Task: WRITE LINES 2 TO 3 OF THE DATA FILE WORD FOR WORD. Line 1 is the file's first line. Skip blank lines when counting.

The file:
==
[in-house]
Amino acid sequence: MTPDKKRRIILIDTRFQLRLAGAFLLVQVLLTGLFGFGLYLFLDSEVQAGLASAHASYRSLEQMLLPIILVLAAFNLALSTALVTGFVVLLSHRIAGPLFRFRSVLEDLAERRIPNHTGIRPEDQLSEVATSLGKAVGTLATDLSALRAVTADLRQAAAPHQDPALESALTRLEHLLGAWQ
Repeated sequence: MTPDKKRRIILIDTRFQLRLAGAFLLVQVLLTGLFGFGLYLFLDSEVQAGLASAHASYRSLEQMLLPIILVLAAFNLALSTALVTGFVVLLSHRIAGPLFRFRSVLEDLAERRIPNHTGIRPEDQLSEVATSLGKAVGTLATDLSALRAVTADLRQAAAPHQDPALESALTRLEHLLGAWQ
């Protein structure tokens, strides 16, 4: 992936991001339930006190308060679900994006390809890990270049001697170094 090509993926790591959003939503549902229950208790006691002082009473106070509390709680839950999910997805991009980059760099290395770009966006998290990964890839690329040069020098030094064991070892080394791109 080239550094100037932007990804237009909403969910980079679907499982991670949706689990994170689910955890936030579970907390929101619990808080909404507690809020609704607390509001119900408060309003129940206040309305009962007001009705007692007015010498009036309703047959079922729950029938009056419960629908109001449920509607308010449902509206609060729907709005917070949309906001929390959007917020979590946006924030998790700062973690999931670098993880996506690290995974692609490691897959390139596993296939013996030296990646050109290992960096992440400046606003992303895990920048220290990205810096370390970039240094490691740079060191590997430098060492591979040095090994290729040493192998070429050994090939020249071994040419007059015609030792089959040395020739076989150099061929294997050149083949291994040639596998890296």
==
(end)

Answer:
Amino acid sequence: MTPDKKRRIILIDTRFQLRLAGAFLLVQVLLTGLFGFGLYLFLDSEVQAGLASAHASYRSLEQMLLPIILVLAAFNLALSTALVTGFVVLLSHRIAGPLFRFRSVLEDLAERRIPNHTGIRPEDQLSEVATSLGKAVGTLATDLSALRAVTADLRQAAAPHQDPALESALTRLEHLLGAWQ
Repeated sequence: MTPDKKRRIILIDTRFQLRLAGAFLLVQVLLTGLFGFGLYLFLDSEVQAGLASAHASYRSLEQMLLPIILVLAAFNLALSTALVTGFVVLLSHRIAGPLFRFRSVLEDLAERRIPNHTGIRPEDQLSEVATSLGKAVGTLATDLSALRAVTADLRQAAAPHQDPALESALTRLEHLLGAWQ